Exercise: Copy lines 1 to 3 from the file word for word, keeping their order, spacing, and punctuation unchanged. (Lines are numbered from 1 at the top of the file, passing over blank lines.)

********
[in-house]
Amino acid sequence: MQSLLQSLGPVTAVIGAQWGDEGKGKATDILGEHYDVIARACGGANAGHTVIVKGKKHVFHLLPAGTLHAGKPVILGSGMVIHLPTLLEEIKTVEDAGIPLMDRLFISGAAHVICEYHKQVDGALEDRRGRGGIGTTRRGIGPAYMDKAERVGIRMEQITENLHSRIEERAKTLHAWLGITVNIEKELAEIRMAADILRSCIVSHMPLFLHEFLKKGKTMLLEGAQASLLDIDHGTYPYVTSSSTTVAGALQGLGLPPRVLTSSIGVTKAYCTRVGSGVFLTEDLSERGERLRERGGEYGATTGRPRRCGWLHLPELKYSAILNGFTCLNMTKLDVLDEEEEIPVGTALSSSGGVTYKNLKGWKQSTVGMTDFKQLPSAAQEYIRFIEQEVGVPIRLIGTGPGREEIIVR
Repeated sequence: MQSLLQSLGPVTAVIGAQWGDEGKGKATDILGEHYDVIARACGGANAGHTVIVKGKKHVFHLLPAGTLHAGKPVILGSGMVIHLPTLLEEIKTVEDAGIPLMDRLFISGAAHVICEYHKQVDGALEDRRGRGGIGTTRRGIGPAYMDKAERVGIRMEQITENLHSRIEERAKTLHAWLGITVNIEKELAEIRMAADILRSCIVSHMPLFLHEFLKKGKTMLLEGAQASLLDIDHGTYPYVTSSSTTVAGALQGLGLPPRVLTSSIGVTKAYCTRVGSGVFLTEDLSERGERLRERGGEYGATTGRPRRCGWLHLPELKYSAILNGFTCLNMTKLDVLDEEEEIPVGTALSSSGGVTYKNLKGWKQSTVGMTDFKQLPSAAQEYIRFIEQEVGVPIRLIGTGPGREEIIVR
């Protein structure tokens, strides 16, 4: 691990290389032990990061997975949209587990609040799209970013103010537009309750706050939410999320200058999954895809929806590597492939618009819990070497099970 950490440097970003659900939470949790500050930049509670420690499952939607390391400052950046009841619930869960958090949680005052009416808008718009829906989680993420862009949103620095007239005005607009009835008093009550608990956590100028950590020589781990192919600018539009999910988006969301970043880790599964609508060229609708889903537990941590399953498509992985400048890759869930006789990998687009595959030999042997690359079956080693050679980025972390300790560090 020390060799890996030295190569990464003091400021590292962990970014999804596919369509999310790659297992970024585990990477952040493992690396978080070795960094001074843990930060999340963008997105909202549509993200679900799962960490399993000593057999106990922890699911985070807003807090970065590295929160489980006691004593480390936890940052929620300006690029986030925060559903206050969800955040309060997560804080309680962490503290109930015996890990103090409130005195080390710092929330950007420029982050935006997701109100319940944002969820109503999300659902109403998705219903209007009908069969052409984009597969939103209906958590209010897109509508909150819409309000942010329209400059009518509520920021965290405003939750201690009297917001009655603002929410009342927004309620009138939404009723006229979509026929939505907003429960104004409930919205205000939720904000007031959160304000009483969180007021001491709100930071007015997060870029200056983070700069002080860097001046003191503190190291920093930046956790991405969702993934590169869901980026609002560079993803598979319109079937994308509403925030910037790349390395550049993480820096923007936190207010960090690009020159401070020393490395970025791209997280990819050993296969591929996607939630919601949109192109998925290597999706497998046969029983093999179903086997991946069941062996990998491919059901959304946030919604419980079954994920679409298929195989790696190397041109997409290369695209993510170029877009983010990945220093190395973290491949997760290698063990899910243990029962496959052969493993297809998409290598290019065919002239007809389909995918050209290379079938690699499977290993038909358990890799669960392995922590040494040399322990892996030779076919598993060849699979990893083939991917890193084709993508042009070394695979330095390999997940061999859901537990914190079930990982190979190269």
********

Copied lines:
[in-house]
Amino acid sequence: MQSLLQSLGPVTAVIGAQWGDEGKGKATDILGEHYDVIARACGGANAGHTVIVKGKKHVFHLLPAGTLHAGKPVILGSGMVIHLPTLLEEIKTVEDAGIPLMDRLFISGAAHVICEYHKQVDGALEDRRGRGGIGTTRRGIGPAYMDKAERVGIRMEQITENLHSRIEERAKTLHAWLGITVNIEKELAEIRMAADILRSCIVSHMPLFLHEFLKKGKTMLLEGAQASLLDIDHGTYPYVTSSSTTVAGALQGLGLPPRVLTSSIGVTKAYCTRVGSGVFLTEDLSERGERLRERGGEYGATTGRPRRCGWLHLPELKYSAILNGFTCLNMTKLDVLDEEEEIPVGTALSSSGGVTYKNLKGWKQSTVGMTDFKQLPSAAQEYIRFIEQEVGVPIRLIGTGPGREEIIVR
Repeated sequence: MQSLLQSLGPVTAVIGAQWGDEGKGKATDILGEHYDVIARACGGANAGHTVIVKGKKHVFHLLPAGTLHAGKPVILGSGMVIHLPTLLEEIKTVEDAGIPLMDRLFISGAAHVICEYHKQVDGALEDRRGRGGIGTTRRGIGPAYMDKAERVGIRMEQITENLHSRIEERAKTLHAWLGITVNIEKELAEIRMAADILRSCIVSHMPLFLHEFLKKGKTMLLEGAQASLLDIDHGTYPYVTSSSTTVAGALQGLGLPPRVLTSSIGVTKAYCTRVGSGVFLTEDLSERGERLRERGGEYGATTGRPRRCGWLHLPELKYSAILNGFTCLNMTKLDVLDEEEEIPVGTALSSSGGVTYKNLKGWKQSTVGMTDFKQLPSAAQEYIRFIEQEVGVPIRLIGTGPGREEIIVR